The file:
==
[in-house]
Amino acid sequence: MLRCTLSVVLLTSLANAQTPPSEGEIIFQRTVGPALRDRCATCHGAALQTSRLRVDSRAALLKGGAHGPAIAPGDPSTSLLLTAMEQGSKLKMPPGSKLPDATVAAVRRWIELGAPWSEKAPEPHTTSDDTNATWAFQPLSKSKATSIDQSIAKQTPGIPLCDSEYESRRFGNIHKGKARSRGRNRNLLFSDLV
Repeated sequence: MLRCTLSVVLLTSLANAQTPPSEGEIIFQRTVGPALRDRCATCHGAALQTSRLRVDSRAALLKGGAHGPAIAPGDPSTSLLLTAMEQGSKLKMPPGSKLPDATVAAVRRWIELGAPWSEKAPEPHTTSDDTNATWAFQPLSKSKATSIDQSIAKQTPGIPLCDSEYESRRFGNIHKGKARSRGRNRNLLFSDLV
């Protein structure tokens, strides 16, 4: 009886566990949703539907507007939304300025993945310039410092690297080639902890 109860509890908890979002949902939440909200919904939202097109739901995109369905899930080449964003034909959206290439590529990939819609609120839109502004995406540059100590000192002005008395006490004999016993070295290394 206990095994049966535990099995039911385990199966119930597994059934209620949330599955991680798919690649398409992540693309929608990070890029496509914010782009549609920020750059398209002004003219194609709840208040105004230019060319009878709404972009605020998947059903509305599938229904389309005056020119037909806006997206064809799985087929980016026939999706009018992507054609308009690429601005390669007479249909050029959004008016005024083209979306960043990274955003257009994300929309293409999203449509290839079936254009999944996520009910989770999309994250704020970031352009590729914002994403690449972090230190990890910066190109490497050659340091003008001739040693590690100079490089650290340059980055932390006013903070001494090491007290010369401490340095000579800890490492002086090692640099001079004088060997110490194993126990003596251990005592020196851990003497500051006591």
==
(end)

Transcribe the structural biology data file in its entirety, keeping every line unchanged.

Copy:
[in-house]
Amino acid sequence: MLRCTLSVVLLTSLANAQTPPSEGEIIFQRTVGPALRDRCATCHGAALQTSRLRVDSRAALLKGGAHGPAIAPGDPSTSLLLTAMEQGSKLKMPPGSKLPDATVAAVRRWIELGAPWSEKAPEPHTTSDDTNATWAFQPLSKSKATSIDQSIAKQTPGIPLCDSEYESRRFGNIHKGKARSRGRNRNLLFSDLV
Repeated sequence: MLRCTLSVVLLTSLANAQTPPSEGEIIFQRTVGPALRDRCATCHGAALQTSRLRVDSRAALLKGGAHGPAIAPGDPSTSLLLTAMEQGSKLKMPPGSKLPDATVAAVRRWIELGAPWSEKAPEPHTTSDDTNATWAFQPLSKSKATSIDQSIAKQTPGIPLCDSEYESRRFGNIHKGKARSRGRNRNLLFSDLV
């Protein structure tokens, strides 16, 4: 009886566990949703539907507007939304300025993945310039410092690297080639902890 109860509890908890979002949902939440909200919904939202097109739901995109369905899930080449964003034909959206290439590529990939819609609120839109502004995406540059100590000192002005008395006490004999016993070295290394 206990095994049966535990099995039911385990199966119930597994059934209620949330599955991680798919690649398409992540693309929608990070890029496509914010782009549609920020750059398209002004003219194609709840208040105004230019060319009878709404972009605020998947059903509305599938229904389309005056020119037909806006997206064809799985087929980016026939999706009018992507054609308009690429601005390669007479249909050029959004008016005024083209979306960043990274955003257009994300929309293409999203449509290839079936254009999944996520009910989770999309994250704020970031352009590729914002994403690449972090230190990890910066190109490497050659340091003008001739040693590690100079490089650290340059980055932390006013903070001494090491007290010369401490340095000579800890490492002086090692640099001079004088060997110490194993126990003596251990005592020196851990003497500051006591």